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Research Article: Clinical Case Report

Enteritis as initial manifestation of systemic lupus erythematosus in early pregnancy

A case report

Bellou, Anna Maria Dr Meda,*; Bös, Dominik Dr Medb; Kukuk, Guido Dr Medc; Gembruch, Ulrich PD Dr Meda; Merz, Waltraut Maria PD Dr Meda

Editor(s): NA.,

Author Information
doi: 10.1097/MD.0000000000010401
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1 Introduction

Systemic lupus erythematosus (SLE) is a polymorphic disease, affecting preferentially women in their reproductive years.[1] Maternal sequelae of SLE in pregnancy are predominantly determined by organ involvement and disease activity before the onset of pregnancy, and may encompass a favorable outcome for both, mother and fetus. Multiorgan involvement or lupus nephritis herald maternal and fetal complications, including renal function deterioration, preeclampsia, placental insufficiency, and preterm birth.[2,3] Additionally, fetal prognosis is determined by type and level of maternal auto-antibodies, with the risk of irreversible destruction of the fetal conduction system and intrauterine demise.[4] Flares may occur during pregnancy in up to 68% and require multidisciplinary teamwork for successful maternal and fetal-neonatal outcome.[5]

Initial SLE manifestation during pregnancy is exceedingly rare and may be misdiagnosed as preeclampsia or any other disease, depending on the organ manifestations.[6] Autoimmune gastrointestinal complications do occur in patients with known SLE. A retrospective single-center analysis reports an incidence of 0.6%,[7] and a recent review gives a mortality rate of 2.7% in lupus enteritis, predominantly from complications of perforation.[8] Thus, lupus enteritis comprises a rare and serious complication of SLE, requiring swift diagnosis and prompt therapy. Clinical symptoms consist of abdominal pain, vomiting, diarrhea, and fever and may not only overlap with other causes of enteritis, but also with symptoms of early pregnancy. We report of a patient who presented with enteritis as manifestation of new-onset SLE during the first trimester of pregnancy. The case report involves patient consent and informed consent was given.

2 Case report

The 23-year-old nulliparous patient was admitted to a district hospital with abdominal pain, nausea, vomiting, and bloody diarrhea at a gestational age of 10 weeks. Her symptoms improved with non-specific treatment and she was discharged a few days later. At 15 weeks of gestation she was readmitted with severe abdominal pain. Lab results revealed mild anemia and thrombocytopenia (see Table 1). Ascites and acute renal failure developed within a few days. An infectious cause was suspected, but stool samples and urine cultures were negative. Diagnostic work-up included abdominal ultrasound, upper gastrointestinal endoscopy, rectosigmoidoscopy, abdominal magnetic resonance imaging (MRI), and diagnostic laparoscopy. Ultrasound and MRI revealed dilated, fluid-filled small bowel loops, and increased colonic wall diameters (see Fig. 1A, B). Mucosal edema and petechiae were detected by rectosigmoidoscopy, and histopathologic examination of the biopsies described erosive inflammation.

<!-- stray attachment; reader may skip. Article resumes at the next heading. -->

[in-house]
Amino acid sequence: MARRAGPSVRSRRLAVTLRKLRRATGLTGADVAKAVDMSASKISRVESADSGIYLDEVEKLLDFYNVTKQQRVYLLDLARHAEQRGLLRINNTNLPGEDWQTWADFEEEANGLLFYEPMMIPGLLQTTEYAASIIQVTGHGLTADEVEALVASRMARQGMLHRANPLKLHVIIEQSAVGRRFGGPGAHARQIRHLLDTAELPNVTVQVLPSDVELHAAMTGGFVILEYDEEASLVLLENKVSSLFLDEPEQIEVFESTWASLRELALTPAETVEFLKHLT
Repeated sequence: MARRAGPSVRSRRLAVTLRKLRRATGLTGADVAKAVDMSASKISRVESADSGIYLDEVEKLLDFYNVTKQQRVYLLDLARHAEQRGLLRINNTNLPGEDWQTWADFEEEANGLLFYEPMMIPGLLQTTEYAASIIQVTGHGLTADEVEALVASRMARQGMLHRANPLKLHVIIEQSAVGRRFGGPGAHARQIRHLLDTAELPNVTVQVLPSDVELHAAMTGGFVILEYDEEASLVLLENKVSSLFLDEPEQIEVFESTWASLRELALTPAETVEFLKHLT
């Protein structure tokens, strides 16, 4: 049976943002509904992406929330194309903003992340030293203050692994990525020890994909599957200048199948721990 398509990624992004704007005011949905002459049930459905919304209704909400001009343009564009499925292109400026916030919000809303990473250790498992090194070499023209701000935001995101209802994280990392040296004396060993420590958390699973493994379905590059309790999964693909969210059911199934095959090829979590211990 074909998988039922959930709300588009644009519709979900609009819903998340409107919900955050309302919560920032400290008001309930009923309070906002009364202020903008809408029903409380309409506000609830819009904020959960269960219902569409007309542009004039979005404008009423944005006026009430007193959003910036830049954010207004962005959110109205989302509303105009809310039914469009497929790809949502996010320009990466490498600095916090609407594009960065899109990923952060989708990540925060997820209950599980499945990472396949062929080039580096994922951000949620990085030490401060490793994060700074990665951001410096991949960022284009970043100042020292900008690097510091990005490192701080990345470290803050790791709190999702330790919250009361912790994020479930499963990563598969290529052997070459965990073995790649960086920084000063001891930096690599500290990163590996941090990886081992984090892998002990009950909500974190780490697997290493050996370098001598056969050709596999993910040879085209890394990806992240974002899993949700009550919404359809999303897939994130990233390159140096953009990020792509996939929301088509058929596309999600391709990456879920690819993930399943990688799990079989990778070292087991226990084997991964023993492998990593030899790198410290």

Table 1
Table 1:
Hematologic and kidney function tests.
Figure 1
Figure 1:
A, B: Abdomen MRI revealing dilated, fluid-filled small bowel loops and increased colonic wall diameters (arrows). MRI = magnetic resonance imaging.

Due to progressive deterioration, the patient was transferred to our center. Apart from diffuse abdominal pain on palpation the physical examination was normal. She was hypertensive (180/90 mmHg), otherwise her vital signs were unremarkable. Ultrasound examination showed ascites, pleural, and pericardial effusions. The kidneys were of normal shape with increased echogenicity and lack of corticomedullary differentiation. Analysis of the urine sediment showed erythrocyturia and cellular casts, no white blood cells, and no evidence of urinary tract infection. Biochemical analyses during the course of pregnancy are listed in Table 1. The autoimmunology work-up on admission revealed positive antinuclear, anti-dsDNA, anti-Sm, and anti-U1RNP antibodies (see Table 2). Thus, diagnosis of SLE was finally established at 16 weeks of gestation.

Table 2
Table 2:
Autoimmunology work-up.

An interdisciplinary team was set up for her management. Her initial medication included furosemide, low-molecular-weight heparin, methyldopa, and omeprazole. In addition, steroid pulse therapy was initiated (methylprednisolone 250 mg/d intravenously for 5 days, followed by 100 mg/d orally). However, response was only partial; therefore, immunosuppressive therapy was intensified and ciclosporine was added (target through-level of 150 ng/mL). The intensified therapy resulted in a gradual recovery. Subsequently, hematologic and kidney function tests improved (see Table 1). Severe anemia necessitated transfusion of packed red cells (3 units). Steroid medication was tapered; her maintenance medication consisted of prednisolone (10 mg bd) and ciclosporine (125 mg bd). After stabilization, she was treated as outpatient. Further admissions were required during the course of pregnancy for chest wall shingles at 20 weeks of gestation and progressive cervical shortening at 26 weeks of gestation. Antihypertensive medication was suspended at 25 weeks of gestation, after normalization of her blood pressure.